First Words

First Words

Ava is obsessed with a game, an iPhone app called FIRST WORDS.  She likes the animals. It is a spelling game for toddlers where you drag the letters to form a word, like CAT, BIRD, DOG.  Once you spell the word, the image moves and makes the sound of the animal.  It is cute, and Ava is an expert at it.  I don’t have to help her at all.  She knows where the letters go and can turn my phone on, find the game and press play to activate it.

The problem?  She cries!  Hysterically.  Her favorites are the BIRD (see above), CAT, FROG, and DUCK.  When the image comes on the screen, she smiles, and then puffs out her lower lip, slowly dragging her finger to spell the word whining the entire time.  By the time she spells the word, tears are flowing, she waits for the image to do its animation and make the sound and then she bursts out in full out tears once the image disappears.  She is inconsolable and continues to play the game until her other favorites appear on the screen.  This goes on and on.  I tried taking the game away from her when she cries and giving it back when she calms down, but she cries HARDER.  Waterworks.  Woe is me, I am Ava Jolie!

The positive is, she is learning to spell and has really developed her matching skills.  Her coping skills, not so much.  She spells and repeats C-A-T.  She says “meow” and “tweet tweet”. To be quite honest, she learned this from the game, not all the therapy she’s been doing for the past eight months.

She loves the game, and always snatches my iPhone to play it.  Sometimes she presses the wrong buttons and calls back some of the people I’ve been avoiding.  However, I do have to let her play the game in small intervals.  She is getting really obsessed and really emotional when she plays it.  Shouldn’t games be fun?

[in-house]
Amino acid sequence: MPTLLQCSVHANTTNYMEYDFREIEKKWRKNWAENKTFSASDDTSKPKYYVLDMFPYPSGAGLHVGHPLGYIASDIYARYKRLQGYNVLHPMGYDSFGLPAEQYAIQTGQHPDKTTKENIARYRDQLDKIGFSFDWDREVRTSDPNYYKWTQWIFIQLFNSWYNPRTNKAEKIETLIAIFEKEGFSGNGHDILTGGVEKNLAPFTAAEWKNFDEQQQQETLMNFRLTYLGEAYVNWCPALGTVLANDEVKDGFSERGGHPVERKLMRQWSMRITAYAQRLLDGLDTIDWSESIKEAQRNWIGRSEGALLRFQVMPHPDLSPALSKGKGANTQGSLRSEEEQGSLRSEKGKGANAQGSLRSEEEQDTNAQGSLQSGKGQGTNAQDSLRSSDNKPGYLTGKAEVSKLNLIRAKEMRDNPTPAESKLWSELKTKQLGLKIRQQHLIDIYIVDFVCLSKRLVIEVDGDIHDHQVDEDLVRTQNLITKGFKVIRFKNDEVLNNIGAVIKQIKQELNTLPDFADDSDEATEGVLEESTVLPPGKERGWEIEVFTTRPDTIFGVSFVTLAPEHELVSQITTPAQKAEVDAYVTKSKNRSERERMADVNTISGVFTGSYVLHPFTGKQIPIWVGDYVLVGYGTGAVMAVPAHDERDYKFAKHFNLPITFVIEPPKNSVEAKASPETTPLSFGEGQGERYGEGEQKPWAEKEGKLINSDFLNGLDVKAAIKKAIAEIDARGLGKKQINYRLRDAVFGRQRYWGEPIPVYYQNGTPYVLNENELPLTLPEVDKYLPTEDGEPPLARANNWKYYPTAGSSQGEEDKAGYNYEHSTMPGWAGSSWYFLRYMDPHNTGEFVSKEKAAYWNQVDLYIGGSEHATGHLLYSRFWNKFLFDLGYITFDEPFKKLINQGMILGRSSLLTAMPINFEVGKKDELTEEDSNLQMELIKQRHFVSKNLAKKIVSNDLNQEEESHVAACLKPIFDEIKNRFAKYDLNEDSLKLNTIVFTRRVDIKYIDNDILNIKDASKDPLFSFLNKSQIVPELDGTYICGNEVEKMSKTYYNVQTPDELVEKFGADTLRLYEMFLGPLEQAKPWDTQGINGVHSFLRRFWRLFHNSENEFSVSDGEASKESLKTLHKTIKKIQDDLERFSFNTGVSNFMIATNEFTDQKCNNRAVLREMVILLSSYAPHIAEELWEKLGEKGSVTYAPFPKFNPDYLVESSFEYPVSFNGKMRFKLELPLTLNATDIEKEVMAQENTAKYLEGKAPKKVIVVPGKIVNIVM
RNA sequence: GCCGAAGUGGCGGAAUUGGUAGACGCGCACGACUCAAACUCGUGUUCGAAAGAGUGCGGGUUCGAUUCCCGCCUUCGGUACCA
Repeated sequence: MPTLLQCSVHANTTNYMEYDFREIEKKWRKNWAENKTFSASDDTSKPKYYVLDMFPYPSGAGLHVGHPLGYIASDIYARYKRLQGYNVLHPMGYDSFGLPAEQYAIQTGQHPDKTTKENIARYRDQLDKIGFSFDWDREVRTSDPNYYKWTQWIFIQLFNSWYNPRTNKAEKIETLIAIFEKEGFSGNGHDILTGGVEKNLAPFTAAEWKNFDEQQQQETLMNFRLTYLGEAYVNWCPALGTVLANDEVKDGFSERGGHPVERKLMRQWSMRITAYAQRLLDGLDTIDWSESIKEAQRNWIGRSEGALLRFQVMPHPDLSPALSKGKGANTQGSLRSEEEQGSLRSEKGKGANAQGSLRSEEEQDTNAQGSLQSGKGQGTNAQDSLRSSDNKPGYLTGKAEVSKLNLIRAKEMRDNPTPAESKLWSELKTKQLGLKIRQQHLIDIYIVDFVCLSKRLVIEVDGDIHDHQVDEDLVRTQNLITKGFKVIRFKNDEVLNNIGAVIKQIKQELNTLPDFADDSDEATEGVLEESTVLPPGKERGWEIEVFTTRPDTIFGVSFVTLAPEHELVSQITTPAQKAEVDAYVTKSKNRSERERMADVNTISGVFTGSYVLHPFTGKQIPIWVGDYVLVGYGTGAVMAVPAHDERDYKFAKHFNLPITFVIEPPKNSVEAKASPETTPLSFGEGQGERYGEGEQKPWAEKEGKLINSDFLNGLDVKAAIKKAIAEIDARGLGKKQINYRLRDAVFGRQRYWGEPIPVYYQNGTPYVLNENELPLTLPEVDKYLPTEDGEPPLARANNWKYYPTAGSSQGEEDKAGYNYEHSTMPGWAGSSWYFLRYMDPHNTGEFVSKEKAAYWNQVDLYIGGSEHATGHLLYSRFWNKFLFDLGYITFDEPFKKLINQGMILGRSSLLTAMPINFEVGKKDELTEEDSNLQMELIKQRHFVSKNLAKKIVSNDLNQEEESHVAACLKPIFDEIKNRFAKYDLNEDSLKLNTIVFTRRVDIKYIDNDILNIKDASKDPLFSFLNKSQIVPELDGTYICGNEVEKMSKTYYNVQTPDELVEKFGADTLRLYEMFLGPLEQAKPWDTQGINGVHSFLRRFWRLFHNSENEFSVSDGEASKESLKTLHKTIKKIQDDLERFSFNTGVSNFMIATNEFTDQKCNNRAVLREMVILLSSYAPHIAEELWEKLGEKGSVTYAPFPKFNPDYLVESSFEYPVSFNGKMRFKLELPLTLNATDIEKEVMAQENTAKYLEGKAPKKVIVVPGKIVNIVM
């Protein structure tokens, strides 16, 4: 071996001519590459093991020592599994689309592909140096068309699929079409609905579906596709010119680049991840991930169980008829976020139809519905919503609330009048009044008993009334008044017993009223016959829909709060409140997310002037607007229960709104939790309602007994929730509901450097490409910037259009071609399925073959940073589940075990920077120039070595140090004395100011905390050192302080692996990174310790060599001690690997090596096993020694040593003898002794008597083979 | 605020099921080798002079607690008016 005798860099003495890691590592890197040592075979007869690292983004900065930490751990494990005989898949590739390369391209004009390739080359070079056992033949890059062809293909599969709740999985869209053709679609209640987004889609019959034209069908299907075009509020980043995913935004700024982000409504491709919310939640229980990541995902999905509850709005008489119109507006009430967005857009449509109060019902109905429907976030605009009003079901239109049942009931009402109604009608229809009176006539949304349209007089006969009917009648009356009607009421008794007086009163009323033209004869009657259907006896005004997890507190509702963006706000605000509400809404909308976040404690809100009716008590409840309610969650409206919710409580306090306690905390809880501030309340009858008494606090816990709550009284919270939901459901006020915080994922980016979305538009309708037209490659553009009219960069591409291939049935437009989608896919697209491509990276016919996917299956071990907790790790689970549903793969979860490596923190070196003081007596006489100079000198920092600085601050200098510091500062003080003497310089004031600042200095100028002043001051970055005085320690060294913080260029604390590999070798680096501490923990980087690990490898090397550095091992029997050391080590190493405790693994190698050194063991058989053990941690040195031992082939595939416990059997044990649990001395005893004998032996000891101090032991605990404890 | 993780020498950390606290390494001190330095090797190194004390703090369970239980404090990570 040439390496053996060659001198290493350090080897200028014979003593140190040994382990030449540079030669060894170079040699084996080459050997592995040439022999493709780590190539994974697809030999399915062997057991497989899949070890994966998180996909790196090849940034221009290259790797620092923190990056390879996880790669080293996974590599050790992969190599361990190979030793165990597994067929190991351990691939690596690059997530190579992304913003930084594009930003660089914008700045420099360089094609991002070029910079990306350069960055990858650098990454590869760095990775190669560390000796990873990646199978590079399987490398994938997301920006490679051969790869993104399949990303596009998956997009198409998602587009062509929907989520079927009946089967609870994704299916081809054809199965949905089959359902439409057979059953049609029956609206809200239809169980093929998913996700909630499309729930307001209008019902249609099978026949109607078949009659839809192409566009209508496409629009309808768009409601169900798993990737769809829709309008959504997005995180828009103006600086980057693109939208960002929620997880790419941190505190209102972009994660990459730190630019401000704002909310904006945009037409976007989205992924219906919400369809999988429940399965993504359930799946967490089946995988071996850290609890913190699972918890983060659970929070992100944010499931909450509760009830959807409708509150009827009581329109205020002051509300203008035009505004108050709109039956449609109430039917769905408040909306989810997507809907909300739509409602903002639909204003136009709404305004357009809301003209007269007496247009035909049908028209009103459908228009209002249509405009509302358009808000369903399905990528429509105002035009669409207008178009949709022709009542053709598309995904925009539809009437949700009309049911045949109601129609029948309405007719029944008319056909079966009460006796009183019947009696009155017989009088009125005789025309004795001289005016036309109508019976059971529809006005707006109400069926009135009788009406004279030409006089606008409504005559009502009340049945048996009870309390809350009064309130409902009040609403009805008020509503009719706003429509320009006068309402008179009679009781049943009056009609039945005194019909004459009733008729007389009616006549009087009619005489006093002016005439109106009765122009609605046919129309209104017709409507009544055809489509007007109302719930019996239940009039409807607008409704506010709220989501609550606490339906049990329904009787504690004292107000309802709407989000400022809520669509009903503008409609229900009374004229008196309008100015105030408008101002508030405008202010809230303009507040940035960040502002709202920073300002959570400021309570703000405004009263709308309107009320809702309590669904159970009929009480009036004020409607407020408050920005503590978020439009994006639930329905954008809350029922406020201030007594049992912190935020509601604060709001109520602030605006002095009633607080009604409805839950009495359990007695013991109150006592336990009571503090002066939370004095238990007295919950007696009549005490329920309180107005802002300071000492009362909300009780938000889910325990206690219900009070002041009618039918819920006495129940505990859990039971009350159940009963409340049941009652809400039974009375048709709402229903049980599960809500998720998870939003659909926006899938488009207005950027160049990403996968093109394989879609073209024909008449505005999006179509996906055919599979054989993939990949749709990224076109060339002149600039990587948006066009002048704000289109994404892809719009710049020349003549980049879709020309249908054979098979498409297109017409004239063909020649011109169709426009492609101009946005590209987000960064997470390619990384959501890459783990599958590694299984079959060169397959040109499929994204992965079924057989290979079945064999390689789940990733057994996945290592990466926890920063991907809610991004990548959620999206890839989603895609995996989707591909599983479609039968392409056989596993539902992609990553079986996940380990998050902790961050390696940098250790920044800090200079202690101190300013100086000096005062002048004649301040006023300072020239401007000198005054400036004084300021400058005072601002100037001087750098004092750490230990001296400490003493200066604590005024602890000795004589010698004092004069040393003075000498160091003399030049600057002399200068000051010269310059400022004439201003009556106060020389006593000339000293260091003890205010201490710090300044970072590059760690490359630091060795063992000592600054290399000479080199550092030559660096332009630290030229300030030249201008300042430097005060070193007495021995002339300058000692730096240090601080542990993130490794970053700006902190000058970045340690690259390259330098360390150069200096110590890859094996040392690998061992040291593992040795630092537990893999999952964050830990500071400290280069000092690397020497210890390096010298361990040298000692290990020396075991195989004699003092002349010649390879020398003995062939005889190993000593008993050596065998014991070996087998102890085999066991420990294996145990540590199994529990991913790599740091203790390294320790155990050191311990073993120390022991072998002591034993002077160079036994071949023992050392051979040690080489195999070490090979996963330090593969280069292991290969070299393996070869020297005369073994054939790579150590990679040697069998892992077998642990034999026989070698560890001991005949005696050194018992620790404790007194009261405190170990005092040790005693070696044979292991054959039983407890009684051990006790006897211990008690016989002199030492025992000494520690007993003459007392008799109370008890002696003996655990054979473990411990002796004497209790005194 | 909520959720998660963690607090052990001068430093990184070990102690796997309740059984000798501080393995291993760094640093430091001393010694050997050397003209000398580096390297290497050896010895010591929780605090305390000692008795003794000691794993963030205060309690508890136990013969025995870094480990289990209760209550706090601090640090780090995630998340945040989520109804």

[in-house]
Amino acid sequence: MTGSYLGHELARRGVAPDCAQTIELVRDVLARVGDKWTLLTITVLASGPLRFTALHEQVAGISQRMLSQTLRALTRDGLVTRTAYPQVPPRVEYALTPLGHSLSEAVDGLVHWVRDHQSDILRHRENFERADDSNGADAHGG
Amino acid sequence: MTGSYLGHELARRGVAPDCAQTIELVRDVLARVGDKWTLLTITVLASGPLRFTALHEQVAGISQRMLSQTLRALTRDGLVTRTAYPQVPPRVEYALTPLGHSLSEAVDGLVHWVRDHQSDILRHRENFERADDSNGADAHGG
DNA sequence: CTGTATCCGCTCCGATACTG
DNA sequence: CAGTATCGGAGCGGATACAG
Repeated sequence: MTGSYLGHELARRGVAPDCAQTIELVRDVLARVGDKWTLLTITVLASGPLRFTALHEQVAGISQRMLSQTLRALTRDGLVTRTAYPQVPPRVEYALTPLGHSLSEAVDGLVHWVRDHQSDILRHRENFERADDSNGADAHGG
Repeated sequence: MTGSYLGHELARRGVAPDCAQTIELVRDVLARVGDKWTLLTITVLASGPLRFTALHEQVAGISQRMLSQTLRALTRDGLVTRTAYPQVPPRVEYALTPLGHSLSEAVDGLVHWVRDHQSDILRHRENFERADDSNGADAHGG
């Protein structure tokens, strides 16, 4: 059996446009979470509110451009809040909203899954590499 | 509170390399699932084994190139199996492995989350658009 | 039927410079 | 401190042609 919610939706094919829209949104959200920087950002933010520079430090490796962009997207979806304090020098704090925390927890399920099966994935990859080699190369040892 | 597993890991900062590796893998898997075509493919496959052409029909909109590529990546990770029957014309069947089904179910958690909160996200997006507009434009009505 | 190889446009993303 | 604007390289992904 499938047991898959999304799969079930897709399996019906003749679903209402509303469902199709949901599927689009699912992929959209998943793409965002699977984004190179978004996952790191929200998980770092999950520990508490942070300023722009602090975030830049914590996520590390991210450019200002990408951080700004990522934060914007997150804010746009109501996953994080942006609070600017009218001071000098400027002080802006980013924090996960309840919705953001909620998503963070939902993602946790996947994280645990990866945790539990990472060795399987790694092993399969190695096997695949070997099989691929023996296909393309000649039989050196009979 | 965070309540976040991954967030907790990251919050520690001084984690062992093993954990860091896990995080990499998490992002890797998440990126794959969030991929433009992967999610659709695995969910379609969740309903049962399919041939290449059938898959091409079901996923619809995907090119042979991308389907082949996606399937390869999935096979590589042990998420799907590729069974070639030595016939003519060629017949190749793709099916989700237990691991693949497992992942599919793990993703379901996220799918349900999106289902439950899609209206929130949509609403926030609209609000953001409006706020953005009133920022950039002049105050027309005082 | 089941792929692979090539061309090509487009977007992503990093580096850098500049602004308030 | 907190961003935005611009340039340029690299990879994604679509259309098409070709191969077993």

I also downloaded a few other games — mostly ABA flash cards and alphabet games.  She loves letters.  It is kind of cool that Ava has learned how to play a computer game at 2 years old — but I know that is somewhat typical for autistic children.  If it helps her speak and communicate, that is great.  But the meltdowns over the bird and cat, have to go!

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Kim Cristo
Kim Cristo is the mother to a child with autism and a neurotypical child. She advocates for the rights of autistic individuals and their families.
Kim Cristo

Kim Cristo

Kim Cristo is the mother to a child with autism and a neurotypical child. She advocates for the rights of autistic individuals and their families.

0 thoughts on “First Words

  • June 11, 2010 at 1:50 pm
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    Let her express the emotion… that is how she will learn to control it. It might not seem appropriate to you, but as time goes by, she will sort it out. She obviously feels things VERY intensely… that’s ok, let her keep feeling it until she recognizes the triggers for the responses. She is learning far more than how to spell… she’s learning how to process what she feels.

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